26.10.2016 – 30.07.2017
The “Fast Fashion. The Dark Side of Fashion” exhibition illustrates the backgrounds of the globalised production of fashion. It deals with production mechanisms, with economic and social aspects, but also with environmental issues.
The term “fast fashion” denotes a corporate strategy which aims to bring new fashion into the shops at ever shorter intervals. Classic fashion segments such as haute couture, ready-to-wear and medium-priced off-the-peg clothes limit themselves to two collections a year, whereas cheap labels launch up to twelve collections within the same period of time. These companies aim to draw the media’s attention to themselves, to lure primarily young customers into the shops and to animate them to make purchases.
If consumers and commerce profit from the masses of fashion articles put on the market at bargain prices, many of those involved in the production process have to pay a high price: long working days with minimum wages determine the lives of the textile workers who produce cheap fashion under sometimes disastrous conditions. They have no social security and educational opportunities. Health problems and environmental pollution are the consequences of a corporate policy that is ruthlessly geared to profit maximisation.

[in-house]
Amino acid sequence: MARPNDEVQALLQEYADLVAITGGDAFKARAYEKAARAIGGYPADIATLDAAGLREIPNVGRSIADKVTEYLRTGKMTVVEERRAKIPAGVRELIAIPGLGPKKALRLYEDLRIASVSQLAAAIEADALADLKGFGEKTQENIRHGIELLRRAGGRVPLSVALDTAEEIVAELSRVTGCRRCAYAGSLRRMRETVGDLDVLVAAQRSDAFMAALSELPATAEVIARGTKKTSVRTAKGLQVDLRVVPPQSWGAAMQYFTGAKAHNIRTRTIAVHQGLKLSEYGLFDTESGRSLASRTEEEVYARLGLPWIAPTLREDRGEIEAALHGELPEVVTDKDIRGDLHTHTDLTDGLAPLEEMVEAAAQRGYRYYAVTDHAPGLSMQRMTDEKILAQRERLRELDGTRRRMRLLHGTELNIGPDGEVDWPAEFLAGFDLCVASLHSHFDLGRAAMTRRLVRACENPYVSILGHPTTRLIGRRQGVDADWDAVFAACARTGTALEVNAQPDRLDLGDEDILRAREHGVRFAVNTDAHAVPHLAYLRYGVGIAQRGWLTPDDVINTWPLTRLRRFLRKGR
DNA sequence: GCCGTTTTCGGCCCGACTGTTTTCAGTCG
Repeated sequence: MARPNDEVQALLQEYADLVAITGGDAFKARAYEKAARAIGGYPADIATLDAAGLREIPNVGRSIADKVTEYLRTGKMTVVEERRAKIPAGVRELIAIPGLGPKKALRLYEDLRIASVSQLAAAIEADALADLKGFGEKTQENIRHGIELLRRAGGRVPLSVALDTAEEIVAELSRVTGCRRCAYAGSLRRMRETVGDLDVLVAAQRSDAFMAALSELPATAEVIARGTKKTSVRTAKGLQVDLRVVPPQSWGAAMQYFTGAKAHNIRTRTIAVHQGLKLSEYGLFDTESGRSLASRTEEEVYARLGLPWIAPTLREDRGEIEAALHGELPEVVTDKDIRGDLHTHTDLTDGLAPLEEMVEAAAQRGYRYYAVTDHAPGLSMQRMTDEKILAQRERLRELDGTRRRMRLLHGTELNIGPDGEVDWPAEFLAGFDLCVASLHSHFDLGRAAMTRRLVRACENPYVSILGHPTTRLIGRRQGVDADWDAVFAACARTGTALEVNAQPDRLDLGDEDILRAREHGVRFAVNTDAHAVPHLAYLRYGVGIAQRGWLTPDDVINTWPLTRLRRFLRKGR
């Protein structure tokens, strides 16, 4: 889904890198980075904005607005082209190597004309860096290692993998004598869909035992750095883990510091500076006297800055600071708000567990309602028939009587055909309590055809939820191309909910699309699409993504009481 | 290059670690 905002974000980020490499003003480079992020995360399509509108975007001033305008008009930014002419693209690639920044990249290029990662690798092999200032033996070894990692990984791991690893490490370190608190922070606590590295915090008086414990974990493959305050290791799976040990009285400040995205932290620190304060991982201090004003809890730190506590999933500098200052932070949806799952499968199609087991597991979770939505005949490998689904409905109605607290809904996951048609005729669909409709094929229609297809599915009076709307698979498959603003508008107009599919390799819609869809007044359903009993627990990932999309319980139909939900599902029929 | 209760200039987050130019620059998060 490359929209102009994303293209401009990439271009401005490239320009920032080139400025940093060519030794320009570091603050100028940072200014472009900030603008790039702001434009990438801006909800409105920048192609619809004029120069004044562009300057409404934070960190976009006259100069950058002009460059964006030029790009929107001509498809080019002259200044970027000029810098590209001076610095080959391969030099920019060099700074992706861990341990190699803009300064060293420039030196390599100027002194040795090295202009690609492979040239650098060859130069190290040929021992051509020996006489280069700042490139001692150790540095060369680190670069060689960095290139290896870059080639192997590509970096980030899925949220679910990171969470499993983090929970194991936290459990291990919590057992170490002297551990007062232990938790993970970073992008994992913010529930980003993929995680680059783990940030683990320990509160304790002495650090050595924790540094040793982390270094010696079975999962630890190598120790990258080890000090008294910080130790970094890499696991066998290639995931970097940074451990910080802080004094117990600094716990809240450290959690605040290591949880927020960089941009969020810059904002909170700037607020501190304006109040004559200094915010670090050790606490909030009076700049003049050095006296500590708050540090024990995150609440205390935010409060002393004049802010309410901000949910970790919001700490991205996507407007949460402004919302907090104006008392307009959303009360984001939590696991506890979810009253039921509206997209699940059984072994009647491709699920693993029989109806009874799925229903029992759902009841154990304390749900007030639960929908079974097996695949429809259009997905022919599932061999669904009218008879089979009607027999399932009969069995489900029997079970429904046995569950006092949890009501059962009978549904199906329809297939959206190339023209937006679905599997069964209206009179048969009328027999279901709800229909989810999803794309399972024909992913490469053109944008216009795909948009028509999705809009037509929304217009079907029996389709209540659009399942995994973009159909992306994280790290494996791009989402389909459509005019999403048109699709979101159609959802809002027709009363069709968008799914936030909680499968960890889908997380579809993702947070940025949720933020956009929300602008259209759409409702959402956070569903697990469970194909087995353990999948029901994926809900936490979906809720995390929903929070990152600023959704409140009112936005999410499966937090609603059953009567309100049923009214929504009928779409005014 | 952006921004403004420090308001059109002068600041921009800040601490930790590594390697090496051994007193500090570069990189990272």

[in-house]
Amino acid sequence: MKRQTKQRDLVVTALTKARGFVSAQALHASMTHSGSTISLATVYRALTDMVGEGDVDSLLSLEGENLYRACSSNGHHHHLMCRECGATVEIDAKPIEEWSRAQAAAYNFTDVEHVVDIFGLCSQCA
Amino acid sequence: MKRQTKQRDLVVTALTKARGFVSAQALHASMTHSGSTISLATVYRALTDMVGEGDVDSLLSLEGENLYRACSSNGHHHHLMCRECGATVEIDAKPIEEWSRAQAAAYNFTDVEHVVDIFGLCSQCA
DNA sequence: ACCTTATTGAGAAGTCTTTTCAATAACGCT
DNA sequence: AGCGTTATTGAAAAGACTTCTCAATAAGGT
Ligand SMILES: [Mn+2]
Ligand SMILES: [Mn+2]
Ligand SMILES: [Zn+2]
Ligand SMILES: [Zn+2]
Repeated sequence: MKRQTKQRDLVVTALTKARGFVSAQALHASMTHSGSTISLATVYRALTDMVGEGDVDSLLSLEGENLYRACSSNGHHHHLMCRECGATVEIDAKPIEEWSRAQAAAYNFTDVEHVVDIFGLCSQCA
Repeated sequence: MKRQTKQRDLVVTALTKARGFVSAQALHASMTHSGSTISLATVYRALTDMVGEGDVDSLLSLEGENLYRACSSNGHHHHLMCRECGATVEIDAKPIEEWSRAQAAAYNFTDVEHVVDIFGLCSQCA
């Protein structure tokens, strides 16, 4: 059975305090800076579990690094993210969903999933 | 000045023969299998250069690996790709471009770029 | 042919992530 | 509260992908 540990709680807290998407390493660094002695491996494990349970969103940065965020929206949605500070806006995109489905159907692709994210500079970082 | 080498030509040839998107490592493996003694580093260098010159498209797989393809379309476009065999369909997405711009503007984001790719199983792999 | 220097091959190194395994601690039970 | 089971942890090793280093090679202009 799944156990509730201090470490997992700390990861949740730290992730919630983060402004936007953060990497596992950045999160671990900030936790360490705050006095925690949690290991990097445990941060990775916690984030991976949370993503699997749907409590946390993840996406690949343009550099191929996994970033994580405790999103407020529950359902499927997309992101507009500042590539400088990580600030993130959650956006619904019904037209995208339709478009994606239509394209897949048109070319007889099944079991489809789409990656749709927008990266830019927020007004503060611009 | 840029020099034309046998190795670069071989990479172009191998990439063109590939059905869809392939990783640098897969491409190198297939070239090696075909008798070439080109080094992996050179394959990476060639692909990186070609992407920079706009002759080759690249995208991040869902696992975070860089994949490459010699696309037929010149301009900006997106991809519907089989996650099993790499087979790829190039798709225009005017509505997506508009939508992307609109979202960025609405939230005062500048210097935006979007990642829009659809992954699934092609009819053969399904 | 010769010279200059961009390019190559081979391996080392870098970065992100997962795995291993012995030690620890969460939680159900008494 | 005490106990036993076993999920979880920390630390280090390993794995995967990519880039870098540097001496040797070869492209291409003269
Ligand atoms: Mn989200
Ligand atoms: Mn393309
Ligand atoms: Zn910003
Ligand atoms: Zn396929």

By way of a reaction to the grievances of fast fashion, which after the devastating collapse of the Rana Plaza textile factory in Bangladesh in 2013 was increasingly focused on by the media, the Slow Fashion movement has emerged in the last few years. Closer scrutiny reveals, however, that the complex global problems are resisting simple and quick solutions. And thus consumers who make an effort to display ethically and ecologically correct behaviour when buying clothes are exposed to many pitfalls, which the Swiss cartoonist Ruedi Widmer comments on with his usual acerbic wit. Other artists besides Widmer are represented in the exhibition, including the Bengali photographer and activist Taslima Akhter, the dance director Helena Waldmann and the Swiss performance artist Andrea Vogel; they all cast a critical light on fast fashion and its consequences, and their works constitute a personal comment on the well-founded factual information.
An exhibition of the Museum für Kunst und Gewerbe Hamburg in the Textile Museum St.Gallen
Public Eye is the cooperation partner of the exhibition in the Textile Museum St.Gallen
Supported by the Karin Stilke Stiftung, the Steinegg Stiftung and many more